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Pre-bedtime routine

How to set up a pre-bedtime routine

In today’s video I’m talking about how to set up a pre-bedtime routine

 

We’ve all heard of bedtime routines, but you might be wondering what on earth is a pre-bedtime routine?

 

This is something I love to introduce to families, especially when the children get that little bit older, they’re a little bit more aware and they’re running about, and you want to help them wind down a bit  before going to bed. It’s also something that really helps in bringing the family together.

 

So, for example, say your child’s normal bedtime is seven o’clock. You might want to start your bedtime routine at about half-past six. So I normally say for a pre-bedtime routine, you want to start this about half an hour prior to that, so six o’clock. You might choose to start it a bit earlier, because actually the first bit is really good fun, but there’s no set time to anything – it just gives you some kind of framework to work with.

 

Start the Pre-Bedtime routine by dimming the lights

When you start the pre-bedtime routine, do what you can to dim or get rid of the natural light.  If it’s winter, put a side lamp on, turn the main lights off.  If as it is now, the sun is still blaring, close your curtains or blinds. Try and get rid of some of that natural light because melatonin, which is the sleepy hormone, only releases in dim light. So, if all the natural light is glaring through our windows, that’s not going to help our little ones going to sleep.

 

If you think back to when you were a child, there’s no way you would come in from riding your bike when the sun was out and just head straight to bed. You’ve got to go through the process of being able to wind yourself down, and we all have our own little routines to do that. So, I always suggest that you lower the lighting, change the environment, that’s going to help melatonin production.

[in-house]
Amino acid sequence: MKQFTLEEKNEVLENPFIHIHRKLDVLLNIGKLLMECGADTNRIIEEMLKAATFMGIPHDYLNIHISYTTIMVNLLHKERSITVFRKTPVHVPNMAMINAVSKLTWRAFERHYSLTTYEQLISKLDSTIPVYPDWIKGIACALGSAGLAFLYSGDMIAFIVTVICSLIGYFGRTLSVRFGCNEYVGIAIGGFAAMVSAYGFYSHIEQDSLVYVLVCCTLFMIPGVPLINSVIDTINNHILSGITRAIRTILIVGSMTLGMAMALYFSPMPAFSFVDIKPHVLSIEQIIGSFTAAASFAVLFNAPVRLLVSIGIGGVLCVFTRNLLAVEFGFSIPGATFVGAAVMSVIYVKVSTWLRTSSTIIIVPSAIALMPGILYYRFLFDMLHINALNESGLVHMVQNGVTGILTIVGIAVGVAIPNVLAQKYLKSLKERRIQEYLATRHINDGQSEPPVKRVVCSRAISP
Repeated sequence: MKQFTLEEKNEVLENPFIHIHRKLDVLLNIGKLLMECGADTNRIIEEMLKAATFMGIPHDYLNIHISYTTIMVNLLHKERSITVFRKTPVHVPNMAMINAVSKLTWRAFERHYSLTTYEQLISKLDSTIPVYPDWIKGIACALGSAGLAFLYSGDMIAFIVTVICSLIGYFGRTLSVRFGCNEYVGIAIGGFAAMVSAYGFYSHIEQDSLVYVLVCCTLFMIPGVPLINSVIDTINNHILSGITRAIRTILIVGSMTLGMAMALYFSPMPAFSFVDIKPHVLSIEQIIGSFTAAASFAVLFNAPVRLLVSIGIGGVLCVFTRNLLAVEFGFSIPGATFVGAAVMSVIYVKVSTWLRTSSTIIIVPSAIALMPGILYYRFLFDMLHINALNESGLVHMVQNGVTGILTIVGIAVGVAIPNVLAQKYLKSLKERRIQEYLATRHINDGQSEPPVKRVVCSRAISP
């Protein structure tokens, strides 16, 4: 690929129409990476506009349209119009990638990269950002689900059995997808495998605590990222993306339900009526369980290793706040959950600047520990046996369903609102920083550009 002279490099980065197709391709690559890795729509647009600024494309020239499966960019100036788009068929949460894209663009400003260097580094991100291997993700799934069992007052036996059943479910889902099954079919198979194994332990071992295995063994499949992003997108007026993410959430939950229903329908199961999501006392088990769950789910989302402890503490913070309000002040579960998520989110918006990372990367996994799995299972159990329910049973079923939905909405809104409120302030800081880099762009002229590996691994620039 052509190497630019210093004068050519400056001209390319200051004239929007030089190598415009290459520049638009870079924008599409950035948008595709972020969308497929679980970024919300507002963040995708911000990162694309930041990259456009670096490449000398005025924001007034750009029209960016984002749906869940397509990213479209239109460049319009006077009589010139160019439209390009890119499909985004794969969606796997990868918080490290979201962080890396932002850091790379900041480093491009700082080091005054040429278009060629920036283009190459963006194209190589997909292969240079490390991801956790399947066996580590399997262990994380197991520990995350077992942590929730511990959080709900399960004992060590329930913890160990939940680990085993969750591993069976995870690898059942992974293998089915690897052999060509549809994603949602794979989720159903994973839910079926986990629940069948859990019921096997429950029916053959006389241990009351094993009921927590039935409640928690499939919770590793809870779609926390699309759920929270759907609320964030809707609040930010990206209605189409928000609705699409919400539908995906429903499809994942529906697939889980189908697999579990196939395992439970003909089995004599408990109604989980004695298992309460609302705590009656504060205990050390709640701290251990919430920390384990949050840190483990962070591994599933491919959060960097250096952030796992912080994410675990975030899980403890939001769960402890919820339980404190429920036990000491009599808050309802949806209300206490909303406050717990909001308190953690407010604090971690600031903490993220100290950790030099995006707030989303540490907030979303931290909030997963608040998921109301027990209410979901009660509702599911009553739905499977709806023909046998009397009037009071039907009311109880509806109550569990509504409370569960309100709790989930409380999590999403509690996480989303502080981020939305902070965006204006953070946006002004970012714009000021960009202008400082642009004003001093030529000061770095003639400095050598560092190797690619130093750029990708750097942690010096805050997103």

Now, what you may have heard is to do some kind of nice calm down activity before you go to bed, and that’s great. However, we do want to stage this a little bit. They might have had a really busy day. They might have been at nursery, you might have been here, there, and everywhere.

Then you sit down and you have tea and it might only be half an hour, but although half an hour to us isn’t very long, half an hour to a baby or a toddler or a child is a really long time for them to have to sit still. So they might have some of this pent-up energy that they need to release. This is why we need some pre-bedtime fun ahead of the main bedtime routine which is very calm indeed

 

Step 1:

Start by turning off all screens and paying attention to your child from the start of the pre-bedtime routine until they are in bed. This is your family time. You’ve had your tea and you go into the living room or whichever room it is that you do everything, then you switch things up and have some fun. And this is going to be the pre-bedtime routine.

Pre-bedtime routine